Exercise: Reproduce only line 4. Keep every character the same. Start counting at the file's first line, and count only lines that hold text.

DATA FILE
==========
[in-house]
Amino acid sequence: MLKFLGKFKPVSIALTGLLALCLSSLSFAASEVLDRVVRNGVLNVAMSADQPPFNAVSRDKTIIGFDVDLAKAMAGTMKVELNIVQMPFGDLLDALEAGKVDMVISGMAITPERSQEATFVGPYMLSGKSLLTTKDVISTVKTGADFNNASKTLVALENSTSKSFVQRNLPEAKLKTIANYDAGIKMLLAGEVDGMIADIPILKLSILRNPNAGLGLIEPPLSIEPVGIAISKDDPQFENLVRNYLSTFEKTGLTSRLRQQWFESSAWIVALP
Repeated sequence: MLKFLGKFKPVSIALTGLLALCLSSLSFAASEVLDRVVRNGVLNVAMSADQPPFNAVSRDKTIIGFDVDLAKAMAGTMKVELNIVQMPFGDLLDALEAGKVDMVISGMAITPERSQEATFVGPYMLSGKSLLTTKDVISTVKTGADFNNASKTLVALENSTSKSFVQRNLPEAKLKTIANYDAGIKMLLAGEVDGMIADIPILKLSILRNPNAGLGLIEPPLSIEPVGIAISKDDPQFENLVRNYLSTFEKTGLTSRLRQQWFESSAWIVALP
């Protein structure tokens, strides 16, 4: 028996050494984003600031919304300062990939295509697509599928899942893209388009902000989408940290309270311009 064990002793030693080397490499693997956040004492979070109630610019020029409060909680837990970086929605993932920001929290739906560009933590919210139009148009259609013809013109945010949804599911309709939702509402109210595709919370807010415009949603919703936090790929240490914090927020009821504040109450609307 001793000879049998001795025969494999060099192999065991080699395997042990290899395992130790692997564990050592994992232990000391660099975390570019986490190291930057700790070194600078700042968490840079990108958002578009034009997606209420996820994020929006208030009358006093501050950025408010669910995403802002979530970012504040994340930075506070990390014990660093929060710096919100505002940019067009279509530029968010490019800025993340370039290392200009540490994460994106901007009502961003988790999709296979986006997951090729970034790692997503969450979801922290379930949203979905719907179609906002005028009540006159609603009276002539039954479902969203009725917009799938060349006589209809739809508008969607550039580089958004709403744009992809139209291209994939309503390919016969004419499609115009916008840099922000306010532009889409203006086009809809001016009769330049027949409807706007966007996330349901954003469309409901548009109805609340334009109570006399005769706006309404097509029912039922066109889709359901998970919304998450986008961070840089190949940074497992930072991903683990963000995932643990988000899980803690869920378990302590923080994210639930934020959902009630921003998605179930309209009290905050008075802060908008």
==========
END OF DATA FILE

């Protein structure tokens, strides 16, 4: 028996050494984003600031919304300062990939295509697509599928899942893209388009902000989408940290309270311009 064990002793030693080397490499693997956040004492979070109630610019020029409060909680837990970086929605993932920001929290739906560009933590919210139009148009259609013809013109945010949804599911309709939702509402109210595709919370807010415009949603919703936090790929240490914090927020009821504040109450609307 001793000879049998001795025969494999060099192999065991080699395997042990290899395992130790692997564990050592994992232990000391660099975390570019986490190291930057700790070194600078700042968490840079990108958002578009034009997606209420996820994020929006208030009358006093501050950025408010669910995403802002979530970012504040994340930075506070990390014990660093929060710096919100505002940019067009279509530029968010490019800025993340370039290392200009540490994460994106901007009502961003988790999709296979986006997951090729970034790692997503969450979801922290379930949203979905719907179609906002005028009540006159609603009276002539039954479902969203009725917009799938060349006589209809739809508008969607550039580089958004709403744009992809139209291209994939309503390919016969004419499609115009916008840099922000306010532009889409203006086009809809001016009769330049027949409807706007966007996330349901954003469309409901548009109805609340334009109570006399005769706006309404097509029912039922066109889709359901998970919304998450986008961070840089190949940074497992930072991903683990963000995932643990988000899980803690869920378990302590923080994210639930934020959902009630921003998605179930309209009290905050008075802060908008």